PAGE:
The burden of college costs will climb in coming years for students in Nevada.
The cost of attending a higher education institution in the Silver State could go up by as much as 4 percent beginning in fall 2015-16, and in each of the three years after that. Those hikes would come on top of other fee increases going into effect next fall, which include a $25 academic success initiative fee for undergraduate students at the University of Nevada, Las Vegas.
But the proposed tuition hikes won’t be approved without student input. Hearings at all state colleges and universities are scheduled for January and February. The fee hike proposal will go to the state Board of Regents for consideration later in 2014.
“It’s really a balancing act of trying to keep the quality of education available to Nevada students,” said Renee Davis, director of Student Affairs at the Nevada System of Higher Education.
In Nevada, resident students pay registration fees per credit. Out-of-state students pay tuition fees per semester on top of the registration fees. This academic school year, resident undergraduate students at the University of Nevada, Las Vegas and the University of Nevada, Reno pay $191.50 per credit. Students at Nevada State College pay $138.25 per credit. Those enrolled at the College of Southern Nevada also pay $138.25 per credit for upper division courses and $84.50 for lower division courses. Students at Great Basin College and Western Nevada College pay the same rates as those at CSN.
The Nevada System of Higher Education Tuition and Fee Committee met three times this fall and is now recommending the proposed changes as followed: A 4 percent increase in registration fees for undergraduate students at the state’s four-year universities beginning in fall 2015-16 and in each year through 2018-19.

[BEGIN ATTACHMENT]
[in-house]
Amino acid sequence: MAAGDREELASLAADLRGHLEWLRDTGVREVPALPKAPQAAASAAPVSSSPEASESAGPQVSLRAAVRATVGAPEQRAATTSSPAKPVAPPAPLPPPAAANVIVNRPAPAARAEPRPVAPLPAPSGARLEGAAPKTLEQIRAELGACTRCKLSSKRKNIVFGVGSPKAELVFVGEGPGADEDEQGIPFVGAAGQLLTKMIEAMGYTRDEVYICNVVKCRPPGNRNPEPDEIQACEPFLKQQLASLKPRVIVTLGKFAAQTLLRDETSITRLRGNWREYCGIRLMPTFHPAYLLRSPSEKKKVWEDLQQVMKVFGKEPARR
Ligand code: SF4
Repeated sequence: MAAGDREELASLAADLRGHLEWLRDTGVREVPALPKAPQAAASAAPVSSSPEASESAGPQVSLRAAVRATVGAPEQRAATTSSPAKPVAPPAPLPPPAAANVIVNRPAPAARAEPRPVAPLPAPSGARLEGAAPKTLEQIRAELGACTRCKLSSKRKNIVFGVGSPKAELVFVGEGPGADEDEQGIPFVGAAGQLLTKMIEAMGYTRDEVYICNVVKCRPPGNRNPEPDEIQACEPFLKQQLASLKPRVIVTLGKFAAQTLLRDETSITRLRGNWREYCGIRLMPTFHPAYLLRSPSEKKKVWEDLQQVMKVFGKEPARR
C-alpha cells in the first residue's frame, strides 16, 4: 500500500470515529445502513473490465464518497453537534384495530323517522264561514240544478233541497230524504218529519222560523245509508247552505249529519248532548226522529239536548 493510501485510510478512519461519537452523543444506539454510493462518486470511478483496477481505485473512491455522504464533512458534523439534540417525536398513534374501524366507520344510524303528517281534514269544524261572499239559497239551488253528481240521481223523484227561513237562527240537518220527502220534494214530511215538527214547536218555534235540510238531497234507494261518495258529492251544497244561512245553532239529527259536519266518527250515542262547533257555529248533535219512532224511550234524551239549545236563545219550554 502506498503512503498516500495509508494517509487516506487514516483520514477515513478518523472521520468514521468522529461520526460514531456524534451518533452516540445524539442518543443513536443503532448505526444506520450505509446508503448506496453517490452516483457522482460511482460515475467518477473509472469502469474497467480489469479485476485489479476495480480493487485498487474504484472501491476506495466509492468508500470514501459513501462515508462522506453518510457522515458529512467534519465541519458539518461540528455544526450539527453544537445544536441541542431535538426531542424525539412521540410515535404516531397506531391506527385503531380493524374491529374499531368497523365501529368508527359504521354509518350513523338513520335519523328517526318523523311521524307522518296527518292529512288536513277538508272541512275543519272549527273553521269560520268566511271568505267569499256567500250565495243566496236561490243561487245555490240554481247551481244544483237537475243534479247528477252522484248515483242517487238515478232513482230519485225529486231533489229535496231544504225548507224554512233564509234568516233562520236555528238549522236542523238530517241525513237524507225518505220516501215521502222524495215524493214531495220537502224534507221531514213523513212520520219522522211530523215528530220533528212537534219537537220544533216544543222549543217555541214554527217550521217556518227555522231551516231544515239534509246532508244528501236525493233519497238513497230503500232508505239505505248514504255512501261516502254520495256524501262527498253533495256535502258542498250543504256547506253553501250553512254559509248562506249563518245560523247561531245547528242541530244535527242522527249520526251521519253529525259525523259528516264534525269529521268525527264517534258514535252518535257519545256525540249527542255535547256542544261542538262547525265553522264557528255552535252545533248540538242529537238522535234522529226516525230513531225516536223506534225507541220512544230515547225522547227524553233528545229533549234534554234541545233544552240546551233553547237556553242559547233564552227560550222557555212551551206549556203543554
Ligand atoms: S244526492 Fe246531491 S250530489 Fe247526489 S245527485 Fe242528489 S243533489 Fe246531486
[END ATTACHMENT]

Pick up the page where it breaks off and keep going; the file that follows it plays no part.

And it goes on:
The committee is seeking a 2 percent increase for graduate student registration fees at the state’s four-year institutions in 2017-18 and again in 2018-19.
Mark Ciavola, student body president at the University of Nevada, Las Vegas, said he doesn’t agree with the proposed fee increases.
“It seems that tuition and fees are increasing so rapidly that a lot of students are being priced out of their education,” he said Tuesday.
Kevin McVay, a UNLV student senator, said many students already work and will have to increase their working hours to keep up with the education fees.
“It will definitely affect students’ performance at school,” he said.
At Nevada State College, the committee is recommending a 2.5 percent increase in the first year — 2015-16 — and a 3.5 percent for each of the next three years.
A 4 percent increase beginning in fall 2015-16 and in each of the next three years is also being sought for upper division courses at the state’s community colleges.
Umram Osambela, CSN student body president, believes the proposed increases are conservative.
“We are not against the 4 percent at this time,” he said Tuesday.
The proposed increases for full-time, non-resident students at the state’s four-year universities is a 2 percent increase in each of the last two years — 2017-18 and 2018-19.
A 4 percent increase is being proposed for each of the four years for full-time, non-resident tuition at Nevada State College.
A 2 percent increase is being proposed for full-time, non-resident tuition at the state’s community colleges. That would impact those taking seven or more credits.
Davis said this is the first time the fee committee is projecting out for four years instead of just two.
It also changed the way it calculates the rate for Nevada State College, Davis said.
“In the past, the rate for Nevada State College has been determined by calculating the midpoint between the prices for undergraduates at the universities and for lower division at the community colleges,” Davis said. “The proposal will be for the midpoint to be removed and for Nevada State College to set fees separately.”
The dollar amount of the percentage increase will vary by the level and type of institution, Davis said.
Student hearings will be held at all the state’s higher education institutions about the proposed hikes, she said. Student governments at each institution will advertise the hearings.
Student body government leaders encourage students to attend the student hearings and voice their opinion.
The proposed recommendations will go to the state’s Board of Regents as an informational item in March, Davis said.
Reporter Yesenia Amaro can be reached at (702) 383-0440 or firstname.lastname@example.org.